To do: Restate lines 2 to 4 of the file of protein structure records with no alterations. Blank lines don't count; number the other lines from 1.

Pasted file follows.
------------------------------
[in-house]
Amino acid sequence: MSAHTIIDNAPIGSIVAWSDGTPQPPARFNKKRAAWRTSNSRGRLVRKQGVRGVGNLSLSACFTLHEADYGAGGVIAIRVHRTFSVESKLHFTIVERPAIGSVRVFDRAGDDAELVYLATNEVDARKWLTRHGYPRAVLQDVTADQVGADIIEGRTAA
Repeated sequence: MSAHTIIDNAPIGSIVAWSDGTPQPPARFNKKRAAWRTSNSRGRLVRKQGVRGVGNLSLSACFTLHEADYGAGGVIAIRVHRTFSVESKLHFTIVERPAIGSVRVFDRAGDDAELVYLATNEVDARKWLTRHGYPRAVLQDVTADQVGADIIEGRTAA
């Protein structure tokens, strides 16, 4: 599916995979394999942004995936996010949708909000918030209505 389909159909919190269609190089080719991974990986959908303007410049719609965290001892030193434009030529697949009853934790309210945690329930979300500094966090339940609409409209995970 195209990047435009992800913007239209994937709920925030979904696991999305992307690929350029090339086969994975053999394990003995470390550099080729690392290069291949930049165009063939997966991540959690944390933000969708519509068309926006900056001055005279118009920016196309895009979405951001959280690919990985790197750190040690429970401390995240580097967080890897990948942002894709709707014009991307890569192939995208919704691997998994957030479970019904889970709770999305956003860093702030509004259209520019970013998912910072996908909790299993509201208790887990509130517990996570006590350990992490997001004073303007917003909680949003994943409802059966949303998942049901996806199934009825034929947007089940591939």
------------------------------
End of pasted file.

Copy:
Amino acid sequence: MSAHTIIDNAPIGSIVAWSDGTPQPPARFNKKRAAWRTSNSRGRLVRKQGVRGVGNLSLSACFTLHEADYGAGGVIAIRVHRTFSVESKLHFTIVERPAIGSVRVFDRAGDDAELVYLATNEVDARKWLTRHGYPRAVLQDVTADQVGADIIEGRTAA
Repeated sequence: MSAHTIIDNAPIGSIVAWSDGTPQPPARFNKKRAAWRTSNSRGRLVRKQGVRGVGNLSLSACFTLHEADYGAGGVIAIRVHRTFSVESKLHFTIVERPAIGSVRVFDRAGDDAELVYLATNEVDARKWLTRHGYPRAVLQDVTADQVGADIIEGRTAA
């Protein structure tokens, strides 16, 4: 599916995979394999942004995936996010949708909000918030209505 389909159909919190269609190089080719991974990986959908303007410049719609965290001892030193434009030529697949009853934790309210945690329930979300500094966090339940609409409209995970 195209990047435009992800913007239209994937709920925030979904696991999305992307690929350029090339086969994975053999394990003995470390550099080729690392290069291949930049165009063939997966991540959690944390933000969708519509068309926006900056001055005279118009920016196309895009979405951001959280690919990985790197750190040690429970401390995240580097967080890897990948942002894709709707014009991307890569192939995208919704691997998994957030479970019904889970709770999305956003860093702030509004259209520019970013998912910072996908909790299993509201208790887990509130517990996570006590350990992490997001004073303007917003909680949003994943409802059966949303998942049901996806199934009825034929947007089940591939």